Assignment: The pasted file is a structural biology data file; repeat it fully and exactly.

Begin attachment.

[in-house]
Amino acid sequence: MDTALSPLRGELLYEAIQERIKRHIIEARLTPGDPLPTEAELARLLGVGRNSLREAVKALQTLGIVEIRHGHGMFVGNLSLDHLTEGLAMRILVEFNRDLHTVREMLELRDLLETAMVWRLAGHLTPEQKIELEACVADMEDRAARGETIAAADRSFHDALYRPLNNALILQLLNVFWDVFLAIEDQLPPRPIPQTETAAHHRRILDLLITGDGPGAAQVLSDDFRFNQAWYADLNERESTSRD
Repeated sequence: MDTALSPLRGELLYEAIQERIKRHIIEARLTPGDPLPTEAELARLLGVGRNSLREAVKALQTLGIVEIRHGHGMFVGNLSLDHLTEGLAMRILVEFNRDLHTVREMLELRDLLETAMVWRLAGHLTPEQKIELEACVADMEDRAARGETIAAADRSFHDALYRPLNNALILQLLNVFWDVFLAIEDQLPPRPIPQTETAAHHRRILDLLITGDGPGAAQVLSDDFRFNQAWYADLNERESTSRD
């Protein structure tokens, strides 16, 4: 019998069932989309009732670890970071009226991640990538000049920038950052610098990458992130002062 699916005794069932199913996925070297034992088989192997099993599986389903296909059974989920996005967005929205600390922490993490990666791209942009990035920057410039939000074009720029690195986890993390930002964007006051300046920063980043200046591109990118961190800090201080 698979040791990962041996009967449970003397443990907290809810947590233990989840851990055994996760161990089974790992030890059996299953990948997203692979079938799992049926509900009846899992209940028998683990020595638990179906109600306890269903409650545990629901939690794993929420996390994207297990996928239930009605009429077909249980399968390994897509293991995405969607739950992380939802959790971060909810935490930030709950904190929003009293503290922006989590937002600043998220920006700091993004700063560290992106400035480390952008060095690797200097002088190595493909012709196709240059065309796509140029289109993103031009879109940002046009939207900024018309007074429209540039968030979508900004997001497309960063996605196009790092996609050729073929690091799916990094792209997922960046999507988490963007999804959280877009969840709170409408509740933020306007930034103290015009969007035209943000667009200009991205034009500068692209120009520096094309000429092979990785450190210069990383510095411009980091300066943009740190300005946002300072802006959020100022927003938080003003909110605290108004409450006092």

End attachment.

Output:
[in-house]
Amino acid sequence: MDTALSPLRGELLYEAIQERIKRHIIEARLTPGDPLPTEAELARLLGVGRNSLREAVKALQTLGIVEIRHGHGMFVGNLSLDHLTEGLAMRILVEFNRDLHTVREMLELRDLLETAMVWRLAGHLTPEQKIELEACVADMEDRAARGETIAAADRSFHDALYRPLNNALILQLLNVFWDVFLAIEDQLPPRPIPQTETAAHHRRILDLLITGDGPGAAQVLSDDFRFNQAWYADLNERESTSRD
Repeated sequence: MDTALSPLRGELLYEAIQERIKRHIIEARLTPGDPLPTEAELARLLGVGRNSLREAVKALQTLGIVEIRHGHGMFVGNLSLDHLTEGLAMRILVEFNRDLHTVREMLELRDLLETAMVWRLAGHLTPEQKIELEACVADMEDRAARGETIAAADRSFHDALYRPLNNALILQLLNVFWDVFLAIEDQLPPRPIPQTETAAHHRRILDLLITGDGPGAAQVLSDDFRFNQAWYADLNERESTSRD
């Protein structure tokens, strides 16, 4: 019998069932989309009732670890970071009226991640990538000049920038950052610098990458992130002062 699916005794069932199913996925070297034992088989192997099993599986389903296909059974989920996005967005929205600390922490993490990666791209942009990035920057410039939000074009720029690195986890993390930002964007006051300046920063980043200046591109990118961190800090201080 698979040791990962041996009967449970003397443990907290809810947590233990989840851990055994996760161990089974790992030890059996299953990948997203692979079938799992049926509900009846899992209940028998683990020595638990179906109600306890269903409650545990629901939690794993929420996390994207297990996928239930009605009429077909249980399968390994897509293991995405969607739950992380939802959790971060909810935490930030709950904190929003009293503290922006989590937002600043998220920006700091993004700063560290992106400035480390952008060095690797200097002088190595493909012709196709240059065309796509140029289109993103031009879109940002046009939207900024018309007074429209540039968030979508900004997001497309960063996605196009790092996609050729073929690091799916990094792209997922960046999507988490963007999804959280877009969840709170409408509740933020306007930034103290015009969007035209943000667009200009991205034009500068692209120009520096094309000429092979990785450190210069990383510095411009980091300066943009740190300005946002300072802006959020100022927003938080003003909110605290108004409450006092």